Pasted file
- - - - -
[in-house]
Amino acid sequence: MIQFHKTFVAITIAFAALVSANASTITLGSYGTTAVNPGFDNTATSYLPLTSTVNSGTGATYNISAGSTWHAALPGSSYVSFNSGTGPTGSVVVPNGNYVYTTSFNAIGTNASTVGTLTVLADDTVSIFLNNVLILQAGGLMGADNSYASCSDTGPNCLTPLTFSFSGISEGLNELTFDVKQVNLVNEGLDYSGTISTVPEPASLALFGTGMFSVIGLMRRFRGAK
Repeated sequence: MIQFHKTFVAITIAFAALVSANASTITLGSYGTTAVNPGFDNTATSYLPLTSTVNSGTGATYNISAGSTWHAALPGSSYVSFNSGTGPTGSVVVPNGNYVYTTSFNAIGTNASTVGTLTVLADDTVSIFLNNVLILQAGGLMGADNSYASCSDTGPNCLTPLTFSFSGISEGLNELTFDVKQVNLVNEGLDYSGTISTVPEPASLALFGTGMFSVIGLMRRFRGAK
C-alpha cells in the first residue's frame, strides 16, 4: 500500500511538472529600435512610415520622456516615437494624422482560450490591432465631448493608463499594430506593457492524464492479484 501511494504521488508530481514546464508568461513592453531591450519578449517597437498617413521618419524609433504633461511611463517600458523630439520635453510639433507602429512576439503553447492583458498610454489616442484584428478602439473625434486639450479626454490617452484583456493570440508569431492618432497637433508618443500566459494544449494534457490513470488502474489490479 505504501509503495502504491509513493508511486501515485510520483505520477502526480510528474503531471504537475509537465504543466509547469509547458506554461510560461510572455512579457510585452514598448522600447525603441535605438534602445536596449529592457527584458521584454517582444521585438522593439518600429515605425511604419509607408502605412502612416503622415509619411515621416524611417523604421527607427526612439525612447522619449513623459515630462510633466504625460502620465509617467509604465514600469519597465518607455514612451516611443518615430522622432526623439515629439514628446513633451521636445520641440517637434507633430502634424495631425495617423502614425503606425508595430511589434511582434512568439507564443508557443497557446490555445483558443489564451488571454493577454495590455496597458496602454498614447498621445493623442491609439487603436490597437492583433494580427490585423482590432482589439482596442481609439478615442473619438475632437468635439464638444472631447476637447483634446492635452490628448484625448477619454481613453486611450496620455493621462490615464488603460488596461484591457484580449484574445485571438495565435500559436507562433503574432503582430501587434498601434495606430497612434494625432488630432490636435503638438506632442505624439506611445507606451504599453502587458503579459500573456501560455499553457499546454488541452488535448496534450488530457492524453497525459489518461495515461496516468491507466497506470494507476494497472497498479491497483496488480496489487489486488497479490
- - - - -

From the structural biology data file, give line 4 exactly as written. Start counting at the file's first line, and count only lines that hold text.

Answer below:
C-alpha cells in the first residue's frame, strides 16, 4: 500500500511538472529600435512610415520622456516615437494624422482560450490591432465631448493608463499594430506593457492524464492479484 501511494504521488508530481514546464508568461513592453531591450519578449517597437498617413521618419524609433504633461511611463517600458523630439520635453510639433507602429512576439503553447492583458498610454489616442484584428478602439473625434486639450479626454490617452484583456493570440508569431492618432497637433508618443500566459494544449494534457490513470488502474489490479 505504501509503495502504491509513493508511486501515485510520483505520477502526480510528474503531471504537475509537465504543466509547469509547458506554461510560461510572455512579457510585452514598448522600447525603441535605438534602445536596449529592457527584458521584454517582444521585438522593439518600429515605425511604419509607408502605412502612416503622415509619411515621416524611417523604421527607427526612439525612447522619449513623459515630462510633466504625460502620465509617467509604465514600469519597465518607455514612451516611443518615430522622432526623439515629439514628446513633451521636445520641440517637434507633430502634424495631425495617423502614425503606425508595430511589434511582434512568439507564443508557443497557446490555445483558443489564451488571454493577454495590455496597458496602454498614447498621445493623442491609439487603436490597437492583433494580427490585423482590432482589439482596442481609439478615442473619438475632437468635439464638444472631447476637447483634446492635452490628448484625448477619454481613453486611450496620455493621462490615464488603460488596461484591457484580449484574445485571438495565435500559436507562433503574432503582430501587434498601434495606430497612434494625432488630432490636435503638438506632442505624439506611445507606451504599453502587458503579459500573456501560455499553457499546454488541452488535448496534450488530457492524453497525459489518461495515461496516468491507466497506470494507476494497472497498479491497483496488480496489487489486488497479490